Bright spot for beer across premium and imports, as RTDs slow with mixed performance across subcategories
While total beer continues to recover from pandemic losses, imports (led by Mexican beer) showed positive volume gains at +4%. Domestic beer commands a 79% volume share of total beer and struggles from long-term decline, weighing down overall beer performance.
The RTD category (which includes all alcohol bases) was able to post seven straight years of volume gains but saw a much lower growth rate than in previous years, (+1%) in 2022, as malt-based hard seltzers slow down. Spirit-based RTDs, hard teas and FABs show momentum however and premiumisation is evident across the RTD category as value increased by +6%.
Fuelled by Prosecco, sparkling wine achieved its 21st consecutive year of both volume and value gains
While sparkling wine sees continued growth, the total wine category declined by volume for the second straight year, decreasing -2% in 2022 vs 2021. From a value perspective, total wine posted modest growth (+1%). Still wine continues to drag down overall wine performance (-3%) as declines in the standard-and-below segment were unable to be offset by advances occurring in the premium-and-above tiers.
Within still wine, a strengthening trend of health and wellness is bringing awareness to the no- and low-alcohol subsegments. In other wine segments, rice wine/sake (+3%) and flavoured wine (+8%) performed well. Rice wine/sake benefited from a return to the on-premise, while flavoured wines attract younger LDA consumers drawn to flavour, a halo effect from the RTD category.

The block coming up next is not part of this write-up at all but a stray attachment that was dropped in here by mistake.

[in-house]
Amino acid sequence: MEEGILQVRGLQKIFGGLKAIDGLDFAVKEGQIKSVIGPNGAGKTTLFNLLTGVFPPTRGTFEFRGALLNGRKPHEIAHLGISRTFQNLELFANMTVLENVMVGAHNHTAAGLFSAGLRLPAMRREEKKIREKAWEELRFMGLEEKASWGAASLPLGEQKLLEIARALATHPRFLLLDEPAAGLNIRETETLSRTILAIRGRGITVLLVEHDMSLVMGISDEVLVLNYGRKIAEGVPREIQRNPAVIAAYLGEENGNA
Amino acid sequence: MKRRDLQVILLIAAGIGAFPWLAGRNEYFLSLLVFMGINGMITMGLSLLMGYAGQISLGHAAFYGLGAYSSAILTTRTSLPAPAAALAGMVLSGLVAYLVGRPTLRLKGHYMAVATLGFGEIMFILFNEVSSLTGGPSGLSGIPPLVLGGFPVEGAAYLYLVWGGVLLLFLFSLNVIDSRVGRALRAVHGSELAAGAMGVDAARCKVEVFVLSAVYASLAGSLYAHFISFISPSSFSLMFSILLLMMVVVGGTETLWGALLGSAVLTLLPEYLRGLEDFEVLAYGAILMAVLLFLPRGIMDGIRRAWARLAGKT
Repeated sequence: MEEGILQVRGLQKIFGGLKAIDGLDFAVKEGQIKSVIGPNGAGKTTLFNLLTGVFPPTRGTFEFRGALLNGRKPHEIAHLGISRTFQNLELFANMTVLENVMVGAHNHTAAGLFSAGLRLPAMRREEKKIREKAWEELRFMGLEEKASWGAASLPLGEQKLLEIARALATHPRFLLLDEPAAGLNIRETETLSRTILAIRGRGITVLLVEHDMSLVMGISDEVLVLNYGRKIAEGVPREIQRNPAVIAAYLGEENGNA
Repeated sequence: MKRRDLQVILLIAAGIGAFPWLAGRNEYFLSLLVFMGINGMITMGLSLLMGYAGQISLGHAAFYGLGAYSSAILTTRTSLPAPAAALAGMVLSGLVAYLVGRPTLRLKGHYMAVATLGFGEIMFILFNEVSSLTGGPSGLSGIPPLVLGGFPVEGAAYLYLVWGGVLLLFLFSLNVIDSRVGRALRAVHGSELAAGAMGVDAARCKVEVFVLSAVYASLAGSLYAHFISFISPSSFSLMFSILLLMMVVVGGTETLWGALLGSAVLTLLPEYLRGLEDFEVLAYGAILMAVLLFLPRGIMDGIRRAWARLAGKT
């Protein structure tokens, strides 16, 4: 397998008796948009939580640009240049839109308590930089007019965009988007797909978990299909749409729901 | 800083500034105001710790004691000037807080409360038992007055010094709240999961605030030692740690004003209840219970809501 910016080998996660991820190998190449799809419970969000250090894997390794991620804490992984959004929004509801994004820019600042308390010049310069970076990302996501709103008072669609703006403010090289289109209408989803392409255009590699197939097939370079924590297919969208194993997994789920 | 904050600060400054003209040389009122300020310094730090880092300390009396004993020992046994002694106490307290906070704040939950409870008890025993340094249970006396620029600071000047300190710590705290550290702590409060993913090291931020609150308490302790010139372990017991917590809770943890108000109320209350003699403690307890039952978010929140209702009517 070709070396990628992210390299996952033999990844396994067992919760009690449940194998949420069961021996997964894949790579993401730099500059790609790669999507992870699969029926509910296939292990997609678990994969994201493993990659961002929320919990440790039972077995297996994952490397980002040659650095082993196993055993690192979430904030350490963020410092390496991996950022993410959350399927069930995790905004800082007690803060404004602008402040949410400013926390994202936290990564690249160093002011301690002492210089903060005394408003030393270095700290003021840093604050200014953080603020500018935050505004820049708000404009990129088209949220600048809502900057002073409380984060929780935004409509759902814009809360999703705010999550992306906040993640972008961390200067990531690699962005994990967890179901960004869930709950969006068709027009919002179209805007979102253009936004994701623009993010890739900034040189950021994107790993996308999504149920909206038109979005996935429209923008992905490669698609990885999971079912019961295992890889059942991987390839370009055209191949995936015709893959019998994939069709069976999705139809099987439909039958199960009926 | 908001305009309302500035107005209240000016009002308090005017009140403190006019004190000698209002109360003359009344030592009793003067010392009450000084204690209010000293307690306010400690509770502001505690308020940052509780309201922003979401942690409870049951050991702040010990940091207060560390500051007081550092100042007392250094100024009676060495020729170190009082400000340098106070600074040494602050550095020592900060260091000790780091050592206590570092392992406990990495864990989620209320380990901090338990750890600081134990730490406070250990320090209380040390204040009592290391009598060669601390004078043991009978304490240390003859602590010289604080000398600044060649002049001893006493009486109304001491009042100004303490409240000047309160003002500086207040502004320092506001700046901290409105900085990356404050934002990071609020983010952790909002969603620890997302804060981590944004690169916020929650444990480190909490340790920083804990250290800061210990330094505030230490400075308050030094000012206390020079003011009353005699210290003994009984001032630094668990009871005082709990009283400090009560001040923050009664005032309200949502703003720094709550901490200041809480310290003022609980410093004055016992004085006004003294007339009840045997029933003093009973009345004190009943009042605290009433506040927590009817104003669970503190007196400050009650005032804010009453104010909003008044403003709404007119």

No/low alcohol is increasing in significance as the health and wellness movement commands a growing portion of consumer spending.
Though no/low products are a mere 1% volume share of total beverage alcohol in the US, the category’s growth rate was +15% in 2022. No/low-alcohol wine and beer hold the largest share, both in volume and value.
More than half of alcohol drinkers claimed to want to moderate their intake in 2022. The leading reasons people say they consume no-alcohol products is to stay in control followed by avoiding the effects of alcohol, while low-alcohol drinkers prioritize reducing alcohol intake in general.
Channel dynamics point to strengthening on-trade recovery
Usual channel dynamics were severely disrupted by Covid-19, with ecommerce and brick and mortar off-trade sales benefitting from on-trade restrictions. Near-term corrections will see the picture stabilize over the next five years. Ecommerce share was up +1% in 2022, at a much more moderate performance than pandemic highs. On-premise recovery is evident with the channel up +24%, and with a full return to pre-pandemic volumes expected in 2023. Half of consumers expect their on-trade drinking to remain the same, although many are watching what they spend and reducing the frequency of visits.
*Premium-plus, premium-and-above, and premium+ refer to all price bands from premium to prestige.